In its 30-year history, Sunshine Gasoline has never closed or lost one gas station. Throughout the years, the company has seized the opportunity when oil companies were exiting the retail business and assets were being divested. Alvarez says he pursued those opportunities aggressively. “For example, we purchased all the assets that BP and Shell had in Dade County and a few in Broward County,” he adds. “I had the good fortune to grow by aggressively taking advantage of these opportunities.”
Even though his mind was set on acquisitions, Alvarez says obtaining bank loans in 2008 and 2009 was a challenge after the stock market crash. “We had to finance most of those acquisitions,” he remembers. “I came to the area [from Cuba] in 1961, grew up in Miami and have fostered great local relationships throughout the years. The fact that we have been in the area for so long establishes history. I have tremendous credit and I tell my children that credit comes from paying off your debts in a timely manner. Credibility is the trust that you have earned from the lending institution from paying your debts on time. With lots of credit and credibility, we were able to finance all acquisitions.”
Growth Through Dedication
Moving forward, Sunshine Gasoline plans to continue to grow and remain the local, neighborhood business it has always been despite the restrictive regulations that impact small businesses. “I have been very fortunate by being totally committed to what we do. We have been able to grow while other local distributors have decided to leave the business because it’s difficult to put up with government regulations on all levels,” Alvarez admits.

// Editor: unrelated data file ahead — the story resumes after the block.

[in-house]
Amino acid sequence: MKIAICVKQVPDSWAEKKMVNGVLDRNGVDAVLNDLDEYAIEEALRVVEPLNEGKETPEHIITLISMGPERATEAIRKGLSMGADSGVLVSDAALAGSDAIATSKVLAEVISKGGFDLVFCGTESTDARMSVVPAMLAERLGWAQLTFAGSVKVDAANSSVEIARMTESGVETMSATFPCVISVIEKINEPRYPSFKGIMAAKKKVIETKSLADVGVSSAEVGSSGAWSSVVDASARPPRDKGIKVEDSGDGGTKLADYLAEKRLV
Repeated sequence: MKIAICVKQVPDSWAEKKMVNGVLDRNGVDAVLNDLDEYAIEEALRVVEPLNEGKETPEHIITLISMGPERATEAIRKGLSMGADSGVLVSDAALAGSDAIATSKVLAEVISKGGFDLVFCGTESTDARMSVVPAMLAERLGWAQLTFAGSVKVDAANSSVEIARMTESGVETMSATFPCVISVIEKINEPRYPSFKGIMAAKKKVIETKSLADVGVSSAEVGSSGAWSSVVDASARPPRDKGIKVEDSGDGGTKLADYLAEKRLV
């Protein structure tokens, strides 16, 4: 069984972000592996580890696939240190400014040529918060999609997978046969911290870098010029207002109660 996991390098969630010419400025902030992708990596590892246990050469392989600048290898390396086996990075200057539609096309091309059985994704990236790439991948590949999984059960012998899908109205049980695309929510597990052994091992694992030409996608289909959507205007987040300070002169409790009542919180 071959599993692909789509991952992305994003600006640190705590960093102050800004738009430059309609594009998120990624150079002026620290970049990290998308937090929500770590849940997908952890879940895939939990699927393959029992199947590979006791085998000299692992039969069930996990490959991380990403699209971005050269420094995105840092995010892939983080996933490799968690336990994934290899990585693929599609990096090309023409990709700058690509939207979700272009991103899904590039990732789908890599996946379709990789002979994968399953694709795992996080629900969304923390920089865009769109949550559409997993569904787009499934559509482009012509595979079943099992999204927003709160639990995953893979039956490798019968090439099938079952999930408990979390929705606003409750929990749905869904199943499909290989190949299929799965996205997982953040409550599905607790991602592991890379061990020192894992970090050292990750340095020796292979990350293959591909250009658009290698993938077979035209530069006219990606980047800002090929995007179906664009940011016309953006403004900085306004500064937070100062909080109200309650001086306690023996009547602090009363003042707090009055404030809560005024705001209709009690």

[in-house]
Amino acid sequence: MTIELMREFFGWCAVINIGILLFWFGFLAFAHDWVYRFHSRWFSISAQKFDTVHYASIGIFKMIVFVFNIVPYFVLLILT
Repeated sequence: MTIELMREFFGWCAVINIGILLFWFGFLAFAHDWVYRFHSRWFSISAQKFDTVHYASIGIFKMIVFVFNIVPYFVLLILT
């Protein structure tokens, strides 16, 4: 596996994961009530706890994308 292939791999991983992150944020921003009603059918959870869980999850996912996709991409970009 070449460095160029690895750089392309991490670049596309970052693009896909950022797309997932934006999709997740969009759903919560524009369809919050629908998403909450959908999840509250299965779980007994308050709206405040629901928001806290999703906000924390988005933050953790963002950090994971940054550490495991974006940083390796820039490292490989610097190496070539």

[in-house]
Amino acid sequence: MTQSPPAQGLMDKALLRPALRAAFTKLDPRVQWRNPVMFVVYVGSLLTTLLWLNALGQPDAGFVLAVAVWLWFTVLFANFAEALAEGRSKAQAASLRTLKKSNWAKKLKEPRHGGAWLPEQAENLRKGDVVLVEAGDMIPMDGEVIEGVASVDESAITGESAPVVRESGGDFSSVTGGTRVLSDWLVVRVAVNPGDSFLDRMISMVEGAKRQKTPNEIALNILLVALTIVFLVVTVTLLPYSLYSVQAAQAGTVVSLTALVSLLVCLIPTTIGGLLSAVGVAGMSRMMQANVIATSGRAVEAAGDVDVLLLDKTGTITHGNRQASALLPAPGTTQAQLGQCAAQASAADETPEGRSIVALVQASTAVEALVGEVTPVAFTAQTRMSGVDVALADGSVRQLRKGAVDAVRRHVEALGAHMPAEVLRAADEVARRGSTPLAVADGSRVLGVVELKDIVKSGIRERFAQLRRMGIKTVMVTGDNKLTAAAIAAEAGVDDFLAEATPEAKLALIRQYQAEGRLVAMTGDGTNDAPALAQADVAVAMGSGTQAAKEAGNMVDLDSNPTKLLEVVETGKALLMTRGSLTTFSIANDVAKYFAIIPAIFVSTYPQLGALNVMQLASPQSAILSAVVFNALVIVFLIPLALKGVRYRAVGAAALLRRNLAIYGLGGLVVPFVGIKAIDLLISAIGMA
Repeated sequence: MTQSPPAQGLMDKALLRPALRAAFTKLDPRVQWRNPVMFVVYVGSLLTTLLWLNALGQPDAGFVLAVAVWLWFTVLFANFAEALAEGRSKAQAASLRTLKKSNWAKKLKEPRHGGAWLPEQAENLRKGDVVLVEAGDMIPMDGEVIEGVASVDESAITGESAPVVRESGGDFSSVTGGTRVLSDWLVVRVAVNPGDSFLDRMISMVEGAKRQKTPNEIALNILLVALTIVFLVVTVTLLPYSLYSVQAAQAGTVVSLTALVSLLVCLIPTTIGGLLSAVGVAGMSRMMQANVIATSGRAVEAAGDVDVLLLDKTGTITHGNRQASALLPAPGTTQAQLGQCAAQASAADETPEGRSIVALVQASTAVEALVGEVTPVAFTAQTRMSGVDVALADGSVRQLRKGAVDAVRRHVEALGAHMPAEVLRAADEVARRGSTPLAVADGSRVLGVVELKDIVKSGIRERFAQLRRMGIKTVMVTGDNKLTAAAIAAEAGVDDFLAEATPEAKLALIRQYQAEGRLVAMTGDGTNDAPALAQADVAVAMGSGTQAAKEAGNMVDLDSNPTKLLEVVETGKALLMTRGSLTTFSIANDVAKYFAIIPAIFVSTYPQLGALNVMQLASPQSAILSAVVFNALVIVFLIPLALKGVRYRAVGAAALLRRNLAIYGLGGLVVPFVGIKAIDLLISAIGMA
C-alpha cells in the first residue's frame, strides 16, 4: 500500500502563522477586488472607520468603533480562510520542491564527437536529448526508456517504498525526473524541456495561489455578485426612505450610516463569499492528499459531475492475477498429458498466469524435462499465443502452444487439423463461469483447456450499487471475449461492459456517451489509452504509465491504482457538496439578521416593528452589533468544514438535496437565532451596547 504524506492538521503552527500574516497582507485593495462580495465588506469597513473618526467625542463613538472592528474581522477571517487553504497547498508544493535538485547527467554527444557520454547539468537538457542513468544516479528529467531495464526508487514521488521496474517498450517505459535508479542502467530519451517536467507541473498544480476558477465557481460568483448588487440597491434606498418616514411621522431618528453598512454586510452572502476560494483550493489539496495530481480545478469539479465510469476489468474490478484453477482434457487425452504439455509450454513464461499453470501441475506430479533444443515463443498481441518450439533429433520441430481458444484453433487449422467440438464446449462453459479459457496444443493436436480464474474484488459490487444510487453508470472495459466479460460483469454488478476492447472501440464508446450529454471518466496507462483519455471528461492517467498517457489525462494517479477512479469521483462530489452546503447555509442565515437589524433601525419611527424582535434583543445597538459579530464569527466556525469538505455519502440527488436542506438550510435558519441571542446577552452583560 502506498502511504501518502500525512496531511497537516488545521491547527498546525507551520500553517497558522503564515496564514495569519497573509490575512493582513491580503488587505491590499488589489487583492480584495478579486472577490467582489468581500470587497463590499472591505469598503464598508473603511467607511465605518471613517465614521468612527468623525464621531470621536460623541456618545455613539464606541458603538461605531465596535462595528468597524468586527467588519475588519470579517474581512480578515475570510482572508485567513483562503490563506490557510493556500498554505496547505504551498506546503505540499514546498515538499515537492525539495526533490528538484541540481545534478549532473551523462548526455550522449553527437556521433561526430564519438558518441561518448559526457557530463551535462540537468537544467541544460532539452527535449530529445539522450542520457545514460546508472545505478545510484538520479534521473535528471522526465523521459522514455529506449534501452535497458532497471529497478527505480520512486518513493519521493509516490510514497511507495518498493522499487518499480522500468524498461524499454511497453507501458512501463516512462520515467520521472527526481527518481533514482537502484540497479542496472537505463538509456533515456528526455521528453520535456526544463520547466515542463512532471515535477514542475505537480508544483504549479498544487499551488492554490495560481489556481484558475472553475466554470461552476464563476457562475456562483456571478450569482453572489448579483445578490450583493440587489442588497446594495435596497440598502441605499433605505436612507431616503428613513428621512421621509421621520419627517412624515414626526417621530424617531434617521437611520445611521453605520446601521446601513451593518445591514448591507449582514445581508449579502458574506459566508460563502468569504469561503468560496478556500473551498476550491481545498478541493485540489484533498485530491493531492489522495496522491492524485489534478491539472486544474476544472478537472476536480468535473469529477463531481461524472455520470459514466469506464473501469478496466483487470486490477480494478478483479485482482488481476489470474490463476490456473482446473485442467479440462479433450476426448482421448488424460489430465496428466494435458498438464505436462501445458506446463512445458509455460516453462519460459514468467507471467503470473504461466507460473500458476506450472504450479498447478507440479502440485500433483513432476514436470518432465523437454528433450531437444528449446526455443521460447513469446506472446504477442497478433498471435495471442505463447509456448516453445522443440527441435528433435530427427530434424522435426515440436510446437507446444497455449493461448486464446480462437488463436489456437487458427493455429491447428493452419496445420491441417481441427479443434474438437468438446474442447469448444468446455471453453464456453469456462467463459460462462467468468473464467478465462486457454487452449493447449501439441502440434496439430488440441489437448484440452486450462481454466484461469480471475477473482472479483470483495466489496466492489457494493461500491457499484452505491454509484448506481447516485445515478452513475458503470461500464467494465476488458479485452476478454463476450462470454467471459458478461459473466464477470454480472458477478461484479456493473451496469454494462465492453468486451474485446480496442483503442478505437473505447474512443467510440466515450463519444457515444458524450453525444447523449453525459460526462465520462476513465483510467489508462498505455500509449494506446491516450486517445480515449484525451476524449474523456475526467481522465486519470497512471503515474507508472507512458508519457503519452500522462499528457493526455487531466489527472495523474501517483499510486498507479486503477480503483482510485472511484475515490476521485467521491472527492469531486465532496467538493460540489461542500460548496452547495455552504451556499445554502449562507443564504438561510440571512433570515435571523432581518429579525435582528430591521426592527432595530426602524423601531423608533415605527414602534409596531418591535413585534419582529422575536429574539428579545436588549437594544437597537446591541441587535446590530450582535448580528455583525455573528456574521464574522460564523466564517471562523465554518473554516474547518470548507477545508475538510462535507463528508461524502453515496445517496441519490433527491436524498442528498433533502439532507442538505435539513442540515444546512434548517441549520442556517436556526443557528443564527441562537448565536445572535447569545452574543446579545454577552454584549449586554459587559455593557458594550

“The last time I looked, 75 percent of the labor force is hired by small businesses,” he continues. “There are no more local hardware stores, pharmacies, mom-and-pop grocery stores or local gas stations. That’s a big concern. We – the small businesses – are the ones who create jobs and treat our people much better than big business. When you talk to most Americans, they mostly worry about job security and employment. These bad business regulations are killing the small business and we need to change that. We are local. We are your neighbor and have a philosophy of neighbors helping neighbors.”
Although the regulations may dissuade companies from growth, it hasn’t kept Sunshine Gasoline down. “All we can do is try to influence our legislators to make sure they understand overregulation is not good for business, the country or our economy,” Alvarez says. “It is a big challenge for us to make sure we continue to be successful in our business. It is not only the people in our family, but our vendors and suppliers who depend on our success, as well. It is important that we stop government regulations that continue to be detrimental to our economy.”
Sunshine Gasoline will continue to grow and purchase service stations at every opportunity it gets in the south Florida area. “We started in Dade County and now cover an area that spans from the Florida Keys to West Palm Beach. We try to stay local so we can have a substantial presence in the area,” Alvarez says. “We will continue being flexible and adjust to changes, but never compromise our basic values. That is my vision and the vision I have for my children. It is, in fact, our succession plan.”
The company plans to continue to acquire assets within its market area where it can have a greater impact. “If what I had today was spread all over Florida we wouldn’t be as impactful,” Alvarez explains. “We concentrated in a small area and continue to grow there so we can be meaningful. We do try to grow within our family and expand as much as we can.
“We have been very successful and I thank the oil industry for giving me the opportunity to learn when I had nothing,” Alvarez continues. “Oil has been good to us and we remain devoted to its continued success because it is so very important to so many people in our country. I do not have enough words to express my gratitude of the blessings I received when I arrived in this country. None of this would have been possible if I was not accepted by the most generous country in the world, and I thank God for that.”